[ The auteur theory is all about directors, but at some point, you do need good writers. Like Guillaume Vigneault, whose great “Tout est parfait” screenplay allowed director Yves Christian Fournier to showcase all of his tremendous talent. In “Noir (Nwa)”, we can still sense that talent, but unfortunately, it’s in service of a deeply flawed first screenplay by Jean-Hervé Désiré. It begins promisingly with a Montréal-Nord street gang member (the charismatic Clauter Alexandre) telling us, in voice-over or directly to the camera, the rules of the game. You’d think the film would then show us characters who follow or break those rules, but it turns out that “Noir (Nwa)” mostly tells the stories of four characters who are not even directly involved with gangs. There’s Dickens (Kémy St-Eloy), whose brother refuses to take him into his gang; Suzie (Jade-Mariuka Robitaille), a stripper who goes out with a drug dealer; Kadhafi (Salim Kechiouche), an ex-con who wants to become a rapper; and Fleur (Julie Djiézion), a young mother in an abusive relationship. Désiré’s script is all over the place, aimlessly jumping from one storyline to another with no real narrative drive. I liked how the dialogue blends French, English and Creole, and the actors are generally pretty good, even though many of them are non-professionals. But again, it never feels like Désiré knows where he’s going with this, there are many repetitive scenes and hardly any momentum. That being said, Yves Christian Fournier does prove that he should be making more films, orchestrating both wonderfully lyrical moments (often in slow-motion, set to a superb score by Patrick Lavoie) and shocking bursts of violence. If the writing was better, with a clear plot, character arcs and whatnot, “Noir (Nwa)” would be something else. Alas, as is, it feels rather inconsequential. ]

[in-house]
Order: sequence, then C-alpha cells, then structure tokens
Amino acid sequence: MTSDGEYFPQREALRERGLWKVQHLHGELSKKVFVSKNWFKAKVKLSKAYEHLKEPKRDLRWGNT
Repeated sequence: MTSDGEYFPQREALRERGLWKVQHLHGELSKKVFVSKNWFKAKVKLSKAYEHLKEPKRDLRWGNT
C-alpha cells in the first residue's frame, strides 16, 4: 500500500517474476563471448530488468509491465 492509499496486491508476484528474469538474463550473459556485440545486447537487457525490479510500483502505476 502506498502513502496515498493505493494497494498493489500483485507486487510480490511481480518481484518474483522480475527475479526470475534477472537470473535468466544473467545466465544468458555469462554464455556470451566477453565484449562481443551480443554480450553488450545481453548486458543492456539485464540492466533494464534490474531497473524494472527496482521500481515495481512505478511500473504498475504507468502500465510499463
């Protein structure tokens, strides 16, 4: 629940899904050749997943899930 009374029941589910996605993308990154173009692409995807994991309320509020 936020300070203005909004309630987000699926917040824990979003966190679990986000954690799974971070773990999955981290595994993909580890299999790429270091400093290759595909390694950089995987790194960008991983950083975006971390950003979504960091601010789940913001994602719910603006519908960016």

(16 Apr) Jaws: The Revenge (1987, Joseph Sargent)39
[ The third and final sequel to Steven Spielberg’s classic blockbuster is another case of diminishing returns, with a lot of dumb writing and weak acting. But it’s kinda hilarious that the Brody family keeps having to deal with damn sharks. First, there was Chief Brody of course, but even after his (off screen) death, his widow Elen (Lorraine Gary) and his sons Sean (now played by Mitchell Anderson) and Michael (now played by Lance Guest) must face killer fish, which is making them go a little mad… I also like that this is a Christmas movie, at first anyway, and that much of it is set in the Bahamas, which makes for a visually bright and colorful movie. The shark attacks are gruesome and/or ridiculous and for some reason, Michael Caine costars as Hoagie. ]

(10-17 Apr) Daredevil – Season 1 (2015, Phil Abraham, Steven S. DeKnight, Ken Girotti, Adam Kane & Brad Turner) [ review ]

(17 Apr) Un 32 août sur terre (1998, Denis Villeneuve)37